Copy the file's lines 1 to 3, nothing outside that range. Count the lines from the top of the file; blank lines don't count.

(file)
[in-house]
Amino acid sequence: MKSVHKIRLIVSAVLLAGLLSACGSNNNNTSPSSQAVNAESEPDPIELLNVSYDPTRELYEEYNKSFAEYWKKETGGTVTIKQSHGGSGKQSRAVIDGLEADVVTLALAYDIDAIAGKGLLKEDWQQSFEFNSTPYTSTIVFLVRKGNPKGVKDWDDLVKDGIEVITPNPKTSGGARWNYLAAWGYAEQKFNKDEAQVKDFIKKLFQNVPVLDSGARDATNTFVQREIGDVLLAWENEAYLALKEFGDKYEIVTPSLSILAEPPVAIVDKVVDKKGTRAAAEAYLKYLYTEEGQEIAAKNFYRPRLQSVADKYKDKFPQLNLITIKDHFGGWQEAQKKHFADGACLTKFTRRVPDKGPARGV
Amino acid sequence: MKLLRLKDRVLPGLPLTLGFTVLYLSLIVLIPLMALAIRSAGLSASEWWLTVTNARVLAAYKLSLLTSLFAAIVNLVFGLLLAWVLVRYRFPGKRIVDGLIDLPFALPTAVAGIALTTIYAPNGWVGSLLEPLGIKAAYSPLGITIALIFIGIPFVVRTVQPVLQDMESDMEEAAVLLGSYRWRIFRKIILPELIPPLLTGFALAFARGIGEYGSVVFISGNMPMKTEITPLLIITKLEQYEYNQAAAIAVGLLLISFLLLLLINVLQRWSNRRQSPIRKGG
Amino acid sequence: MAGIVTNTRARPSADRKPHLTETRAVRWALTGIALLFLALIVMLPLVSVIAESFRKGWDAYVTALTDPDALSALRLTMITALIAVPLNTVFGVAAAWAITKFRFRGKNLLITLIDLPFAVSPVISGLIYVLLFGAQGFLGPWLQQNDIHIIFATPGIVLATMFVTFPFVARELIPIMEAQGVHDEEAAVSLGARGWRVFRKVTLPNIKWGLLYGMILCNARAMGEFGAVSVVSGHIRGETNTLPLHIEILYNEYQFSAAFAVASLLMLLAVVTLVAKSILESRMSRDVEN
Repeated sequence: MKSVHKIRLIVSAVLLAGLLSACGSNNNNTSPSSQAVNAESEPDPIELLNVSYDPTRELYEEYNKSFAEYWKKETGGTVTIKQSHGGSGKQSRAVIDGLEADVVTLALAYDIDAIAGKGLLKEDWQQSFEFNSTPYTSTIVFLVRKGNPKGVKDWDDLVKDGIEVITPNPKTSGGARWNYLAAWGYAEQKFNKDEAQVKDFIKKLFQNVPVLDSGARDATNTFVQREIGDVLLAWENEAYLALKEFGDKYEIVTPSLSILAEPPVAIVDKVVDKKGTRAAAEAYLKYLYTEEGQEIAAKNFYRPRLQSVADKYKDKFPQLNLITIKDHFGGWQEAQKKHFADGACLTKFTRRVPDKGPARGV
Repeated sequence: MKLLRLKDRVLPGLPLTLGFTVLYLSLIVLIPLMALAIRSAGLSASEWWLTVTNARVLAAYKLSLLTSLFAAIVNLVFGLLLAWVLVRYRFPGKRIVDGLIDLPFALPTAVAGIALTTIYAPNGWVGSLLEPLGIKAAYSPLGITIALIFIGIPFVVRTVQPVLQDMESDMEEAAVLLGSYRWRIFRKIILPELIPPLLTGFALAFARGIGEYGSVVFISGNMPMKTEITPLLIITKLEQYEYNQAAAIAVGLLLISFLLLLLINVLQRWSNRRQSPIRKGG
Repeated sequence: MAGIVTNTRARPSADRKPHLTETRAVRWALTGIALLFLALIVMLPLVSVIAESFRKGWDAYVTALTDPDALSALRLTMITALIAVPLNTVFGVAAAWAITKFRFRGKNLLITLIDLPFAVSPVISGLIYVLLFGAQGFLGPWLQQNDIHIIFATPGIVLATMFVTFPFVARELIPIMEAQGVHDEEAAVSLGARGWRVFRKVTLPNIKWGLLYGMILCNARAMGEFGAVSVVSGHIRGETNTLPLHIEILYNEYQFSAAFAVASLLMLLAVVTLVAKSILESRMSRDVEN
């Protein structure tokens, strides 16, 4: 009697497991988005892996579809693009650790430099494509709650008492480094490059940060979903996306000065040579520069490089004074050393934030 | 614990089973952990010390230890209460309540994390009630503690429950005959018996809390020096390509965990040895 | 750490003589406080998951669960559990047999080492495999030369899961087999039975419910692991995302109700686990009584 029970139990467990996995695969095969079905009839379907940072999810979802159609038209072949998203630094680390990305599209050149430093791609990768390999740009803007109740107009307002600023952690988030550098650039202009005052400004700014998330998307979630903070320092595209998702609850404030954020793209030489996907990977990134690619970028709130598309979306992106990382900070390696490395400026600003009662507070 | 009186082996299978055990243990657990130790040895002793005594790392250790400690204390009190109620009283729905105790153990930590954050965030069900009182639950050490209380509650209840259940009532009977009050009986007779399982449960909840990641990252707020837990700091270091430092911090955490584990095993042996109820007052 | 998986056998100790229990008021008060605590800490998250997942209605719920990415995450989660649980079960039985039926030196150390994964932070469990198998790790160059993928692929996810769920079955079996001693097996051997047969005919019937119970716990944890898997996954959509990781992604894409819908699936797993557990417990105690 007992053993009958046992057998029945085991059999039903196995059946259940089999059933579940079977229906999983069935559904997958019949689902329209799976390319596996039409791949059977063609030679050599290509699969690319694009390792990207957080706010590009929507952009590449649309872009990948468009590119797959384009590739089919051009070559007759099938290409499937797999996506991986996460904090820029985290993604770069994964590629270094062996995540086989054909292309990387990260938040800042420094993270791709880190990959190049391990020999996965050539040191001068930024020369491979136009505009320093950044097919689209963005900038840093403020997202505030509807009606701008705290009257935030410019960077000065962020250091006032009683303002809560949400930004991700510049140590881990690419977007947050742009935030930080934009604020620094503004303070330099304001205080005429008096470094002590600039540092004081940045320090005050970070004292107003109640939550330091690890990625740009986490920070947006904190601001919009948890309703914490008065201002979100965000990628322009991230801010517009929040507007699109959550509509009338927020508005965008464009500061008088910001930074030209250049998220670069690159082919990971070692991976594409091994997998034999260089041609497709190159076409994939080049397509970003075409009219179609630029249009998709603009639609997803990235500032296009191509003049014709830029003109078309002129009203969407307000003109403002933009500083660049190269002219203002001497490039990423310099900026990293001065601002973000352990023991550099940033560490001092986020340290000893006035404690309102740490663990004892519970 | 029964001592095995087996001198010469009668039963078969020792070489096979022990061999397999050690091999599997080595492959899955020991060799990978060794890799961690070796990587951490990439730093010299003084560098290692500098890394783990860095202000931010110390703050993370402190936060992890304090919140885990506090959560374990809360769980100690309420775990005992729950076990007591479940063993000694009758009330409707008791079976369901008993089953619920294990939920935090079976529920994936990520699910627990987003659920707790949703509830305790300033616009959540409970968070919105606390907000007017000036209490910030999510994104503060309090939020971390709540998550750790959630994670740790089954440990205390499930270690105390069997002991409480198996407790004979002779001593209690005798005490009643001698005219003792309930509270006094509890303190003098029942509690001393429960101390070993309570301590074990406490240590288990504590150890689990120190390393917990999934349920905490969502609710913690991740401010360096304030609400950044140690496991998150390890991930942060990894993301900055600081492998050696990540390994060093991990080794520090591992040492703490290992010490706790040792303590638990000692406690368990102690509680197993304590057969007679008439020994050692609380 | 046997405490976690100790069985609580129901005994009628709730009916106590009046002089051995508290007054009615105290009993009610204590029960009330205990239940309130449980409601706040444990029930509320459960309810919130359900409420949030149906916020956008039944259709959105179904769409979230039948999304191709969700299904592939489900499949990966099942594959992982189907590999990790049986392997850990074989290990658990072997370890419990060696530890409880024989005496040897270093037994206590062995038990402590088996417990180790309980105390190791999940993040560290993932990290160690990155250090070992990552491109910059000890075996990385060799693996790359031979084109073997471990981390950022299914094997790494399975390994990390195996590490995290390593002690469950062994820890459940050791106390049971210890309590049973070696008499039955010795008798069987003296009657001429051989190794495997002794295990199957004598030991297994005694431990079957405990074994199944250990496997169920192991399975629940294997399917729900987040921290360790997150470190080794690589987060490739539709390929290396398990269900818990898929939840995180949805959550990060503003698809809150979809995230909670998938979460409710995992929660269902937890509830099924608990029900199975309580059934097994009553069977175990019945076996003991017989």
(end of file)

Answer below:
[in-house]
Amino acid sequence: MKSVHKIRLIVSAVLLAGLLSACGSNNNNTSPSSQAVNAESEPDPIELLNVSYDPTRELYEEYNKSFAEYWKKETGGTVTIKQSHGGSGKQSRAVIDGLEADVVTLALAYDIDAIAGKGLLKEDWQQSFEFNSTPYTSTIVFLVRKGNPKGVKDWDDLVKDGIEVITPNPKTSGGARWNYLAAWGYAEQKFNKDEAQVKDFIKKLFQNVPVLDSGARDATNTFVQREIGDVLLAWENEAYLALKEFGDKYEIVTPSLSILAEPPVAIVDKVVDKKGTRAAAEAYLKYLYTEEGQEIAAKNFYRPRLQSVADKYKDKFPQLNLITIKDHFGGWQEAQKKHFADGACLTKFTRRVPDKGPARGV
Amino acid sequence: MKLLRLKDRVLPGLPLTLGFTVLYLSLIVLIPLMALAIRSAGLSASEWWLTVTNARVLAAYKLSLLTSLFAAIVNLVFGLLLAWVLVRYRFPGKRIVDGLIDLPFALPTAVAGIALTTIYAPNGWVGSLLEPLGIKAAYSPLGITIALIFIGIPFVVRTVQPVLQDMESDMEEAAVLLGSYRWRIFRKIILPELIPPLLTGFALAFARGIGEYGSVVFISGNMPMKTEITPLLIITKLEQYEYNQAAAIAVGLLLISFLLLLLINVLQRWSNRRQSPIRKGG